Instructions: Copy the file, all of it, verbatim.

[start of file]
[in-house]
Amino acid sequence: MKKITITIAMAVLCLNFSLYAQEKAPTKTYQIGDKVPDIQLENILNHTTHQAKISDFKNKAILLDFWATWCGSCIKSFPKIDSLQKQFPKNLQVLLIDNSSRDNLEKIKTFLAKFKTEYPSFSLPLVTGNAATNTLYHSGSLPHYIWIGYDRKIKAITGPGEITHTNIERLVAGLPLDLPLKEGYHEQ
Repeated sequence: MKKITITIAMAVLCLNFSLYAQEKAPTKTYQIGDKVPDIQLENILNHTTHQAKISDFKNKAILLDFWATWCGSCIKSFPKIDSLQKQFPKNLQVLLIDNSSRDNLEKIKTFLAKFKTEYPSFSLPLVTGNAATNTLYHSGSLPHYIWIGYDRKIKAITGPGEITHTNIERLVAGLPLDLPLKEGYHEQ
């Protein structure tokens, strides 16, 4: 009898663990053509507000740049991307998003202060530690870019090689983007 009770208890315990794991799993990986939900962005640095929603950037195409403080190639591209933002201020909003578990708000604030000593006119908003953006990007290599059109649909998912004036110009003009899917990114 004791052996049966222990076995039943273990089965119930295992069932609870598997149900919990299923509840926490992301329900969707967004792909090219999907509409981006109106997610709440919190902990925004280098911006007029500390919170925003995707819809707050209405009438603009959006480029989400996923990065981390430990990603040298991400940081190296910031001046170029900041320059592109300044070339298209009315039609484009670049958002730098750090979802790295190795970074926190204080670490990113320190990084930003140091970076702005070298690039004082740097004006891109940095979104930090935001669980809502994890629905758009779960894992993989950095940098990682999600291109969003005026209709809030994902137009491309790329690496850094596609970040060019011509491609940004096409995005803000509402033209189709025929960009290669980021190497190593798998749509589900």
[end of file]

[in-house]
Amino acid sequence: MKKITITIAMAVLCLNFSLYAQEKAPTKTYQIGDKVPDIQLENILNHTTHQAKISDFKNKAILLDFWATWCGSCIKSFPKIDSLQKQFPKNLQVLLIDNSSRDNLEKIKTFLAKFKTEYPSFSLPLVTGNAATNTLYHSGSLPHYIWIGYDRKIKAITGPGEITHTNIERLVAGLPLDLPLKEGYHEQ
Repeated sequence: MKKITITIAMAVLCLNFSLYAQEKAPTKTYQIGDKVPDIQLENILNHTTHQAKISDFKNKAILLDFWATWCGSCIKSFPKIDSLQKQFPKNLQVLLIDNSSRDNLEKIKTFLAKFKTEYPSFSLPLVTGNAATNTLYHSGSLPHYIWIGYDRKIKAITGPGEITHTNIERLVAGLPLDLPLKEGYHEQ
């Protein structure tokens, strides 16, 4: 009898663990053509507000740049991307998003202060530690870019090689983007 009770208890315990794991799993990986939900962005640095929603950037195409403080190639591209933002201020909003578990708000604030000593006119908003953006990007290599059109649909998912004036110009003009899917990114 004791052996049966222990076995039943273990089965119930295992069932609870598997149900919990299923509840926490992301329900969707967004792909090219999907509409981006109106997610709440919190902990925004280098911006007029500390919170925003995707819809707050209405009438603009959006480029989400996923990065981390430990990603040298991400940081190296910031001046170029900041320059592109300044070339298209009315039609484009670049958002730098750090979802790295190795970074926190204080670490990113320190990084930003140091970076702005070298690039004082740097004006891109940095979104930090935001669980809502994890629905758009779960894992993989950095940098990682999600291109969003005026209709809030994902137009491309790329690496850094596609970040060019011509491609940004096409995005803000509402033209189709025929960009290669980021190497190593798998749509589900």